Nastiest hack of my career

Imagine, you have a list of N variables, some of which are marked empty. You need to randomly select an empty one and return it’s number so that code elsewhere may use it as a slot to put in a non-empty one.

The obvious approach: Make a list of the numbers of the empty ones, randomly select one of these.

Well, it doesn’t work, cause there may be hundreds of them and we’re operating close to memory limits as it is, and a list of 100 integers will chew up 1521 bytes of memory. (…yes, it’s already in Mono, without Mono it wouldn’t be feasible at all.)

The less obvious approach: Keep selecting a random one until you bump into an empty one.

Doesn’t work either, because recursively selecting it takes even more memory, and if you do a while loop instead, with LSL random number generator being what it is, it might stall forever and you’ll never know.

The dirty hack approach: Behold and stare what these bloody people made me do.

integer findspot() {
    string empties = "";
    integer i;
    for (i=0;i<llGetListLength(items);++i) {
        if (llList2Key(items,i) == BLANK) {
            empties += llGetSubString("00"+(string)i,-3,-1);
    integer index = randInt(llStringLength(empties)/3);
    return (integer)llGetSubString(empties,index*3,(index+1)*3-1);

That only needs 338 bytes of memory to find an empty spot among 100 items, and actually works. 🙂


2 thoughts on “Nastiest hack of my career

  1. I just find your blog today. Is very good. I always wondered about the copy thingy so I was pleased to read here all about it. So thanks for that =)

    I was looking at this problem here and I not really up with lsl coding to fully understand how your code works. But I think you wanting to work with a permutation set ya ???

    I do a lab last year about this kinda thing and end up using a feistal network to try solve this problem. I not sure if will be useful for you but is quite efficient because you can just start with an empty list and add to it as you go and just use the list index to get ‘encode’ a randomish unique value within the set to pair with the index. And can reverse ‘decode’ the value to return the index of the list item if you want.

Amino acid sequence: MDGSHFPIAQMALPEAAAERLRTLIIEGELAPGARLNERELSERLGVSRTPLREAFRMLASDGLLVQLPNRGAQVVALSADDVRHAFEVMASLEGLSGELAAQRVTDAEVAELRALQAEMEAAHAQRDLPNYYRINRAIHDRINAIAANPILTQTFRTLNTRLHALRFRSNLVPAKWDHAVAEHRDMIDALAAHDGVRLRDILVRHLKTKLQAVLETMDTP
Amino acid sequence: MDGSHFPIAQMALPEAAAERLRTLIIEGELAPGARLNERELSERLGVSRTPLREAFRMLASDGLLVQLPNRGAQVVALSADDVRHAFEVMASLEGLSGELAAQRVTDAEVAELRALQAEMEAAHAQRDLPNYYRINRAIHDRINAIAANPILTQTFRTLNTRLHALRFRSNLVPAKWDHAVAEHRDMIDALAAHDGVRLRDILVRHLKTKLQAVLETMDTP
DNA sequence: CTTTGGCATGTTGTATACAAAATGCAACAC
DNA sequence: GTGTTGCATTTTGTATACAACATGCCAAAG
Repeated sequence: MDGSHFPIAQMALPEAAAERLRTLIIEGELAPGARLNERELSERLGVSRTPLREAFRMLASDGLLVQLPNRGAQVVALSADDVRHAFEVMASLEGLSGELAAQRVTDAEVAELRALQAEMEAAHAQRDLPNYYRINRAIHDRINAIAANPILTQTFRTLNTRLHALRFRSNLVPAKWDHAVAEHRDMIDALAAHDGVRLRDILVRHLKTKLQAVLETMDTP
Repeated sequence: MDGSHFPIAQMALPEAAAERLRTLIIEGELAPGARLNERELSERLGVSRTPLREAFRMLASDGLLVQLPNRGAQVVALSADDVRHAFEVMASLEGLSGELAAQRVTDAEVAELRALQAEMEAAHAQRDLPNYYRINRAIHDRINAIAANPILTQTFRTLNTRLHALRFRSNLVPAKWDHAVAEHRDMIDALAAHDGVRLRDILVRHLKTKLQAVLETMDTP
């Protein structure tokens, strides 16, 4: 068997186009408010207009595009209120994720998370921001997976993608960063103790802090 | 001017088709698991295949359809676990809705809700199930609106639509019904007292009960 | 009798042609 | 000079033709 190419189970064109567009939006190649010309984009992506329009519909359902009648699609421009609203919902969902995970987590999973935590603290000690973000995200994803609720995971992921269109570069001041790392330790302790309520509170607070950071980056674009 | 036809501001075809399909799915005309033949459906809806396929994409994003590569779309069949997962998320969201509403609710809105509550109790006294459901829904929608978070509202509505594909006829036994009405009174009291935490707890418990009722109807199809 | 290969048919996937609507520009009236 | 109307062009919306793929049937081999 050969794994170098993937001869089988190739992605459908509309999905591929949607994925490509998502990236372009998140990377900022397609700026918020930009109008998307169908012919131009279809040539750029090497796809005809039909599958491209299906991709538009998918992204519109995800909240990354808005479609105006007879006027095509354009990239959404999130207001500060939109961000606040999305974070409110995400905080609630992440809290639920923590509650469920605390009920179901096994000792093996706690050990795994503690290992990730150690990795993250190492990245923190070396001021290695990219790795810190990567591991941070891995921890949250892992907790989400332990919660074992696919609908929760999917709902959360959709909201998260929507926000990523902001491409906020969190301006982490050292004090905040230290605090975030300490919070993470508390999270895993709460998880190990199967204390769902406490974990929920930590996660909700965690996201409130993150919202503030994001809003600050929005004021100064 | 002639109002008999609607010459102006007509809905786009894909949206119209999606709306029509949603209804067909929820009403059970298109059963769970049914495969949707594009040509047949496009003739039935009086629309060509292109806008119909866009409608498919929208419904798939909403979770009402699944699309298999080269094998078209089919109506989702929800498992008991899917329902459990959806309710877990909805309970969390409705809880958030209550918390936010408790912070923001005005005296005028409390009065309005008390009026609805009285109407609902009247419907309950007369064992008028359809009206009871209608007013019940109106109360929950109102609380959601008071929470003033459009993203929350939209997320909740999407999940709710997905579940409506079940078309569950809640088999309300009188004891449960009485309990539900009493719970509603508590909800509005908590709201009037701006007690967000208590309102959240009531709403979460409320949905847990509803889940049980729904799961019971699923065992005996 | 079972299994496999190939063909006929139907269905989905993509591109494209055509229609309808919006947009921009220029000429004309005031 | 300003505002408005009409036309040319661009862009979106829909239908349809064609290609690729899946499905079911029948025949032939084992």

Is in BASIC though =) and I dont know if can be coded in LSL or if it will be at all useful to you. Anyways I copy here just in case. Hope the indenting works)

    ‘ a simple arithmetic feistal network
    ‘ to make reversible sets of permutations
    ‘ – can be any factors of maxitems including 1
    ‘ – lofactor can be greater than hifactor
    ‘ – fudge is in the range 0<maxitems
    ‘ – fudge can come from any source
    ‘ – rounds can be anything. more = slower
    ‘ – decoding requires same values as encoding

    global lofactor, hifactor, fudge, rounds

    maxitems = 100 ‘ items to permutate
    lofactor = 5 ‘ a factor of maxitems
    hifactor = 20 ‘ the other factor
    fudge = 43 ‘ add some fudge
    rounds = 4 ‘ number of mixing rounds

    ‘ *** begin test ***

    for i = 0 to maxitems-1
    value = encode (i)
    index = decode (value)
    print i, value, index
    next i

    ‘ *** end test ***

    function encode (index)
    lo = index mod lofactor
    hi = INT (index / lofactor)
    for r = 1 to rounds
    m = hi mod lofactor
    lo = (lo + m * m + fudge) mod lofactor
    m = lo mod hifactor
    hi = (hi + m * m + fudge) mod hifactor
    next r
    encode = hi * lofactor + lo
    end function

    function decode (value)
    lo = value mod lofactor
    hi = INT (value / lofactor)
    for r = 1 to rounds
    m = lo mod hifactor
    hi = (hi – m * m – fudge) mod hifactor
    if hi < 0 then hi = hi + hifactor
    m = hi mod lofactor
    lo = (lo – m * m – fudge) mod lofactor
    if lo < 0 then lo = lo + lofactor
    next r
    decode = hi * lofactor + lo
    end function

Comments are closed.